Trinidad and Tobago econ­omy fac­ing oil slide shock: IMF

The Pak Banker - - COMPANIES/BOSS -

An In­ter­na­tional Mon­e­tary Fund mis­sion, headed by Mr. Elie Canetti, vis­ited Trinidad and Tobago to con­duct the an­nual Ar­ti­cle IV con­sul­ta­tion.

Mr. Canetti is­sued the fol­low­ing state­ment in Port of Spain said, Trinidad and Tobago's econ­omy is con­fronting a ma­jor shock with the sharp fall in en­ergy prices that ac­cel­er­ated through early 2016. Based on avail­able in­for­ma­tion, in­clud­ing on job losses and con­tin­ued sup­ply-side con­straints in the en­ergy sec­tor, the mis­sion projects GDP to fall 1 per­cent this year. In ad­di­tion, de­clines in en­ergy-based rev­enues will con­strain the Govern­ment's abil­ity to act as an en­gine of growth. Be­yond 2016, new en­ergy projects will mod­estly boost en­ergy pro­duc­tion, while non-en­ergy growth could start to re­cover, pro­vided there is con­fi­dence in the coun­try's abil­ity to nav­i­gate the harsher global en­vi­ron­ment. De­spite the great chal­lenges posed by the need to ad­just to en­ergy prices, Trinidad and Tobago still has enor­mous strengths, in­clud­ing a well-ed­u­cated work force and a sta­ble political sys­tem. With sub­stan­tial fi­nan­cial buf­fers and low, al­beit ris­ing lev­els of pub­lic debt, Trinidad and Tobago is not in a cri­sis. None­the­less, in re­cent years, tak­ing into ac­count the size of en­ergy rev­enue wind­falls, the coun­try has un­der-saved and un­der-in­vested in its fu­ture. As a con­se­quence, the im­bal­ances that are now start­ing to build up could lead the coun­try to un­com­fort­able lev­els of debt and ex­ter­nal fi­nan­cial cush­ions ab­sent fur­ther ac­tion.

The new Govern­ment agrees that pol­icy ad­just­ments are needed. Since as­sum­ing of­fice six months ago, the Govern­ment has al­ready taken some dif­fi­cult but nec­es­sary steps in the face of sharply lower en­ergy rev­enues, in­clud­ing widen­ing the VAT tax base, cut­ting fuel sub­si­dies, re­duc­ing the num­ber of Min­istries with a view to stream­lin­ing the civil ser­vice, and in­sti­tut­ing spend­ing cuts. De­spite th­ese mea­sures, with the fur­ther fall in en­ergy prices since the bud­get, the mis­sion projects the FY 2016 bud­get deficit at some 11 per­cent of GDP, al­though if one were to con­sider as­set sales as rev­enue rather than fi­nanc­ing, this would be equiv­a­lent to about 5 per­cent of GDP. Con­tin­ued pro­jected deficits of this size call for fur­ther fis­cal con­sol­i­da­tion, per­haps of around 6 per­cent of GDP over the next few years.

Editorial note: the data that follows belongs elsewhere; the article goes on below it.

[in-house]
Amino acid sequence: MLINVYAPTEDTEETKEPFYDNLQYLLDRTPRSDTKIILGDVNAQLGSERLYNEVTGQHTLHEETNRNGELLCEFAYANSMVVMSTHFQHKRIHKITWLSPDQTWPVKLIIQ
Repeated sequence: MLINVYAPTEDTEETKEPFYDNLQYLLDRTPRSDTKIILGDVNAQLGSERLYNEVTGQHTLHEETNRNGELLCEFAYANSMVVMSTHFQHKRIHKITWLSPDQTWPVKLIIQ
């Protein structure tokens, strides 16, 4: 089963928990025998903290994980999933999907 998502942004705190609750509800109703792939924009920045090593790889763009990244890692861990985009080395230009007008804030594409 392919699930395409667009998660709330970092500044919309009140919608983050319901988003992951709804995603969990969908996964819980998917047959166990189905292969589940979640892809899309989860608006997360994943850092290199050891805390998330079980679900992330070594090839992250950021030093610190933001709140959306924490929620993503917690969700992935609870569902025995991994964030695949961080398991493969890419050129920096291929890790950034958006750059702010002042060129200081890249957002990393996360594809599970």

The Govern­ment has al­ready iden­ti­fied ad­di­tional mea­sures that could meet some por­tion of this, in­clud­ing im­prov­ing tax col­lec­tions (with the help of a uni­fied rev­enue au­thor­ity), in­creas­ing gam­ing taxes and rein­tro­duc­ing prop­erty tax­a­tion. We be­lieve there is fur­ther scope to widen the VAT base and in­crease some ex­cise taxes, which are low by the re­gion's stan­dards. The Govern­ment has agreed to con­duct a wide-rang­ing ex­pen­di­ture re­view, and will seek the as­sis­tance of the World Bank to ra­tio­nal­ize and re­verse the un­sus­tain­able in­creases in spend­ing on trans­fers and sub­si­dies over the last sev­eral years. IMF sup­ports the Govern­ment's in­tent to con­duct a na­tional di­a­logue on fuel sub­si­dies with a view to phas­ing them out over time, and to re­view the CEPEP and URP Govern­ment em­ploy­ment schemes and the Govern­ment As­sis­tance for Tu­ition Ex­penses (GATE) pro­gram to make them more cost-ef­fi­cient. Re­duc­ing such ex­pen­di­tures would also leave room for a needed re­ori­en­ta­tion to­wards de­vel­op­ment spend­ing. The coun­try's ex­ter­nal sit­u­a­tion has been very chal­leng­ing.

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